Rediscovering the Buddha: Legends of the Buddha and Their Interpretation

By Hans H. Penner | Go to book overview

7
The Buddha Becomes a
Wonder-Worker

The Buddha finally arrived at Uruvela. At that time three brothers, all of them ascetics, were living there. One of the brothers was the leader and guide of five hundred matted-hair ascetics, the second brother was leader of three hundred, and the third was the head of two hundred ascetics.

As the Buddha approached the hermitage of Kassapa of Uruvela, the first brother, he said, “If it is convenient for you, Kassapa, let me stay for one night in the ritual fire-room.” Kassapa replied, “It is not convenient, venerable one, because there is a fierce Naga, a terribly venomous snake with superhuman power, living there. Do not let him harm you.” After repeated requests, and with the assurance that the serpent would not harm him, Kassapa said, “As you wish,” and let him in.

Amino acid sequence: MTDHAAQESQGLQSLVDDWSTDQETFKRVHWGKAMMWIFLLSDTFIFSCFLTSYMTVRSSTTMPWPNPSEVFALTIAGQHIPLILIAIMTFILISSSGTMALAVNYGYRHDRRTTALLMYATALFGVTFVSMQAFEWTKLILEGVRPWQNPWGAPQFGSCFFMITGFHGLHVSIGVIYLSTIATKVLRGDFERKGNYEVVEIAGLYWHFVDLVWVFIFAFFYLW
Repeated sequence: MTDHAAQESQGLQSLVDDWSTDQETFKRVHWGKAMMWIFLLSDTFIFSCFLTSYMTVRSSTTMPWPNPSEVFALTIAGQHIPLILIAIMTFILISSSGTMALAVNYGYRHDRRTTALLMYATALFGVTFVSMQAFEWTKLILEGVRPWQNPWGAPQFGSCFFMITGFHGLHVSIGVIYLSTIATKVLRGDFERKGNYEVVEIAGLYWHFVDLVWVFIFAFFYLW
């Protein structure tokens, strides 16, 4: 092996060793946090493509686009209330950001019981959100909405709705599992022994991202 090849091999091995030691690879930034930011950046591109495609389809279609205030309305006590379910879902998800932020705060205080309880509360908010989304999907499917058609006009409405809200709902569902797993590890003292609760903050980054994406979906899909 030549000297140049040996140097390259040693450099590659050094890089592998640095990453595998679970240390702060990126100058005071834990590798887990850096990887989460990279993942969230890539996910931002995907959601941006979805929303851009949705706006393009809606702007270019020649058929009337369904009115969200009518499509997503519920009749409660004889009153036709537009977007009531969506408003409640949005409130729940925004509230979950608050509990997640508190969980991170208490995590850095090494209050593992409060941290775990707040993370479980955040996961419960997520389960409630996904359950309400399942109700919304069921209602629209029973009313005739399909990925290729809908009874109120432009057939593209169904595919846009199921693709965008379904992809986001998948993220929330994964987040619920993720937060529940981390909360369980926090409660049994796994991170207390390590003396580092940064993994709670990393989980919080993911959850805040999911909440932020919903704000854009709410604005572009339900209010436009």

The Buddha entered the ritual room, sat down cross-legged on a grass mat with his back erect, and began to meditate. The Naga saw him and became distressed and began to blow smoke. Seeing this, the Buddha thought, “What if I match his fire with my own fire without destroying any part of him?” He then enacted the appropriate exercise of miraculous power and emitted a cloud of smoke. The Naga, losing control of his rage, emitted flames, and the Buddha converted his body into a mass of flame, and the room looked like it was burning with a raging fire. The matted-hair ascetics surrounded the room and agreed that the composure of the Buddha was simply wonderful but were certain that the Naga would do him harm. When

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